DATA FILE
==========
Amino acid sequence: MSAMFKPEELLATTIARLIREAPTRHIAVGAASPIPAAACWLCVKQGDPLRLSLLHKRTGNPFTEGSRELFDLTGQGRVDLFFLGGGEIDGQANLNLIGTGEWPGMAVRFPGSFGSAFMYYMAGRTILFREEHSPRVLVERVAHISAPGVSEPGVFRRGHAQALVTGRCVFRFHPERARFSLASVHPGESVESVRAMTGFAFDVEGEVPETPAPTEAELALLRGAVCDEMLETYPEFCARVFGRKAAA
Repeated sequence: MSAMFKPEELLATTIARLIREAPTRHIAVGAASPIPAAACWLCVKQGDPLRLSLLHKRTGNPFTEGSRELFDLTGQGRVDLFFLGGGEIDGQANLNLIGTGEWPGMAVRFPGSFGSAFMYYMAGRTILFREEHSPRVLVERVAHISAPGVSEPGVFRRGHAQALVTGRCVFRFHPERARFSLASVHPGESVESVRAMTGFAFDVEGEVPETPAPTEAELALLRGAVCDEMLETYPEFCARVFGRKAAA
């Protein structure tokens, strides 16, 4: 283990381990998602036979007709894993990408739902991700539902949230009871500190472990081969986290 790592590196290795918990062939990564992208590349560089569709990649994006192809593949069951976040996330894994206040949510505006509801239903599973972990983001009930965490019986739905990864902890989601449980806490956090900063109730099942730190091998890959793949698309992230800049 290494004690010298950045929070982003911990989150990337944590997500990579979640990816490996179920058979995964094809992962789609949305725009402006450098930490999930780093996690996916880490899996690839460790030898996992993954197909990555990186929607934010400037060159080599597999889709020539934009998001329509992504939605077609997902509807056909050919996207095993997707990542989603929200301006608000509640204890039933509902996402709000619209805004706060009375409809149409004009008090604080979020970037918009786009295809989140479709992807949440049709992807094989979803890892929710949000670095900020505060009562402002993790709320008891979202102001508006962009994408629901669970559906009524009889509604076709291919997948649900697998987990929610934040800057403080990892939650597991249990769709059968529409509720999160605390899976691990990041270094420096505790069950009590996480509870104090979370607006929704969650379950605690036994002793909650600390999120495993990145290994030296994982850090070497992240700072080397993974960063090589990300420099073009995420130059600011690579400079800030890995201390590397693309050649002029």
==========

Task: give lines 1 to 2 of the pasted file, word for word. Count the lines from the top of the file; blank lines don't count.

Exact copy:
Amino acid sequence: MSAMFKPEELLATTIARLIREAPTRHIAVGAASPIPAAACWLCVKQGDPLRLSLLHKRTGNPFTEGSRELFDLTGQGRVDLFFLGGGEIDGQANLNLIGTGEWPGMAVRFPGSFGSAFMYYMAGRTILFREEHSPRVLVERVAHISAPGVSEPGVFRRGHAQALVTGRCVFRFHPERARFSLASVHPGESVESVRAMTGFAFDVEGEVPETPAPTEAELALLRGAVCDEMLETYPEFCARVFGRKAAA
Repeated sequence: MSAMFKPEELLATTIARLIREAPTRHIAVGAASPIPAAACWLCVKQGDPLRLSLLHKRTGNPFTEGSRELFDLTGQGRVDLFFLGGGEIDGQANLNLIGTGEWPGMAVRFPGSFGSAFMYYMAGRTILFREEHSPRVLVERVAHISAPGVSEPGVFRRGHAQALVTGRCVFRFHPERARFSLASVHPGESVESVRAMTGFAFDVEGEVPETPAPTEAELALLRGAVCDEMLETYPEFCARVFGRKAAA